The Christian Science Monitor has published an editorial calling for “Syrian intervention of the right sort,” which distinguishes itself from the usual pro-intervention arguments by saying absolutely nothing about the “right sort” of intervention that the editors want. It doesn’t even outline what the editors believe is the “wrong” sort of intervention. The closest that the editorial gets to explaining what the “right sort” of intervention would be is when it says this:

But other democratic nations can also unite in making sure this struggle isn’t one of all countries simply seeking their “national interests,” but that it remain a universal cause for freedom.

Unite in what way? To make sure of this how? We have no idea, and apparently neither do the CSM‘s editors. It describes and deplores the conflict in Syria, which is fine as far as it goes, but it has nothing to say for or against any proposed course of action. The editors clearly prefer that outside governments do something, but they do not and perhaps cannot articulate what that is. The editorial invests the incident with the downing of the Turkish jet with enormous significance, but doesn’t mention that the incident has resulted in a formal NATO statement and nothing more.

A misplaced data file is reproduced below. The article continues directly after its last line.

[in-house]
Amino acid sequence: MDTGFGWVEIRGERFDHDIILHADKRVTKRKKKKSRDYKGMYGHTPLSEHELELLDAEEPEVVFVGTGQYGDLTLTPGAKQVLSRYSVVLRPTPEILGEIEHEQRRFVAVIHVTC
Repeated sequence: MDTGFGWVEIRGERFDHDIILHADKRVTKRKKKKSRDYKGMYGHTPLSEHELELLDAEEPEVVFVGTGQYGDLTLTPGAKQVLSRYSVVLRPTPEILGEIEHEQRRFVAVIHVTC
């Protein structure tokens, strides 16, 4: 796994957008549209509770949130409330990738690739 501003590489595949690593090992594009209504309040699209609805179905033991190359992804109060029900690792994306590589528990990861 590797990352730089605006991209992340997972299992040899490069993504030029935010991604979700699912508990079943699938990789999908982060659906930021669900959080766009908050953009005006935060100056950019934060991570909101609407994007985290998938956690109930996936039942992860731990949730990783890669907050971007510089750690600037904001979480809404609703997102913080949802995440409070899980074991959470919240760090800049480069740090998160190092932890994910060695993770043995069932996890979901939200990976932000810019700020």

Putting the phrase national interests in quotes is a bit strange, since it seems to acknowledge implicitly that Western democratic states don’t have any interests at stake in Syria’s conflict. The claim that the conflict in Syria is “a universal cause for freedom” is a nice thought, but that seems to be as much of a projection of what the editors would like it to be as it is a description of what it is. Their editorial is a prime example of emoting-as-argument. It is also an example of how to make an argument for an interventionist policy in the absolutely least persuasive, most oversimplified way possible.